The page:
HEWITT: Even if there’s no democratic action?
MICHELMAN: And that a democratic process is not necessarily the right way to go.
Well, you've got to love her candor: "A democratic process is not necessarily the right way to go." That certainly lays the liberal view on the line, doesn't it?
This issue hits home to me on a personal level. I am active as an adult Boy Scout leader and have been for years. The Scouts have two problems, in the minds of the Left: (1) they have essentially a "don't ask, don't tell" policy regarding gay adult Scout leaders; and (2) they have the Scout Oath, under which each boy weekly states that on his honor, he will do his best to do his duty to God and his country. (It's the God part that upsets our lefty friends.) The Scouts are taking a pounding in the courts on both issues.
The closest call so far came a couple of years back, when the Court, in a 5-4 decision, held that the Scouts had the right to exclude openly gay adults from leadership positions. All it takes is a Kerry victory and the right deaths, illnesses, or retirements on the Court, and the Boy Scouts as we know them will cease to exist. 80% of the Scouts' membership comes from three churches-- the Methodists, the Latter-day Saints (Mormons) and the Catholics. Most of those churches will pull their membership if it becomes the Constitutional law of the land that the Boy Scouts cannot exclude openly gay men from serving as leaders. And that will mean the end of Scouting, which, if you know anything about it, is the finest youth leadership program for boys in existence-- all because someone wanted to make an example of them over an issue that has nothing to do with the way Scout troops function from day to day. (I can assure you from personal experience, the issue of sexual preference simply does not even come up among 13 year-old boys who are working on their outdoor skills. It is a non-issue.)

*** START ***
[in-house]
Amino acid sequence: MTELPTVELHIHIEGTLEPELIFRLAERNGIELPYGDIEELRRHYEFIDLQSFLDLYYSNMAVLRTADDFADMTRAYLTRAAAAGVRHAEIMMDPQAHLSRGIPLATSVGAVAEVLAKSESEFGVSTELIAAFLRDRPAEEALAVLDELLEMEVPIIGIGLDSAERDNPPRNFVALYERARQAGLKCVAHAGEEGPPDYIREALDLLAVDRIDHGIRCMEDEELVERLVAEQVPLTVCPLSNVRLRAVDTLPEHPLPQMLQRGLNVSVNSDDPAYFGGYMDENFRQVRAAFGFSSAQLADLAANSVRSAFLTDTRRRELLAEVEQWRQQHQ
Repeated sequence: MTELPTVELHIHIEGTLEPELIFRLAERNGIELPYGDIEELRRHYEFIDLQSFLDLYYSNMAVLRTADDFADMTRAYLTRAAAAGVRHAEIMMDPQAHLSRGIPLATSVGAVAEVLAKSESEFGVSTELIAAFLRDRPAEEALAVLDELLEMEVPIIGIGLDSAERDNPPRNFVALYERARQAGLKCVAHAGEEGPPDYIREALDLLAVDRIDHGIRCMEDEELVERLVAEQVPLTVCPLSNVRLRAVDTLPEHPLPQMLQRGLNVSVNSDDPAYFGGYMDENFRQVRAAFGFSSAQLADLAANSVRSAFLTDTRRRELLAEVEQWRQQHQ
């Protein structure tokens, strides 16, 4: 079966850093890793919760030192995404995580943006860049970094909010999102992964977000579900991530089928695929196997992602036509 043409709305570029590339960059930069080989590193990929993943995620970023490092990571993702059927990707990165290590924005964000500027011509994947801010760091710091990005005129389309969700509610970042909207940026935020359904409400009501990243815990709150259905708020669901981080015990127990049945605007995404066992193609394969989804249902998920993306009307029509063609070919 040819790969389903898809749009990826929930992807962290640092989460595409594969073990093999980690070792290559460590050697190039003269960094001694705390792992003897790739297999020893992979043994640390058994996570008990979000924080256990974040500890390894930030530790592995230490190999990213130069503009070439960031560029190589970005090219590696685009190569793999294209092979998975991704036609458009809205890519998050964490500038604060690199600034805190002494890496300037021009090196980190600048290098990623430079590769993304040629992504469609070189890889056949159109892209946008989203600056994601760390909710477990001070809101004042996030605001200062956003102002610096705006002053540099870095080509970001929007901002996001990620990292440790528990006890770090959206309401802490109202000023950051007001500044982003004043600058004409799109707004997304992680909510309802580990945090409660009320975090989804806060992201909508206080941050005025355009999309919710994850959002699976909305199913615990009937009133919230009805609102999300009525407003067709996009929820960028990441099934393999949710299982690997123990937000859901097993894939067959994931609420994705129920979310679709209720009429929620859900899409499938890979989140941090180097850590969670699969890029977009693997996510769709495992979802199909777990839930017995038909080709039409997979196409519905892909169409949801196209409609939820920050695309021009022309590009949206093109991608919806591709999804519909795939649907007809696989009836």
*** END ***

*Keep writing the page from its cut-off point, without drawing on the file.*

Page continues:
This may seem a small thing, but it is an example of how fundamentally all our lives might change if Kerry becomes president. I do not think I am being a Chicken Little here; this seems eminently logical and quite inevitable to me.
Anyway, read the Michelman interview. It'll raise the hair on the back of your neck. This is why I, for the first time in my life, am donating money to the Republican National Senatorial Committee and directly to the campaign of John Thune, who has an excellent chance of unseating Tom Daschle in South Dakota. Republican control of the Senate is more than a matter of partisan politics; it will hit all where we live, because the Senate is where Supreme Court justices are confirmed. If you have a spare $25, donate it to the RNSC.
I am on a beach vacation and am stuck with a dial-up modem, so I may be posting lightly for a while. (Otherwise I may spend half my vacation waiting for pages to download; like most of us, I am soooo spoiled by broadband.)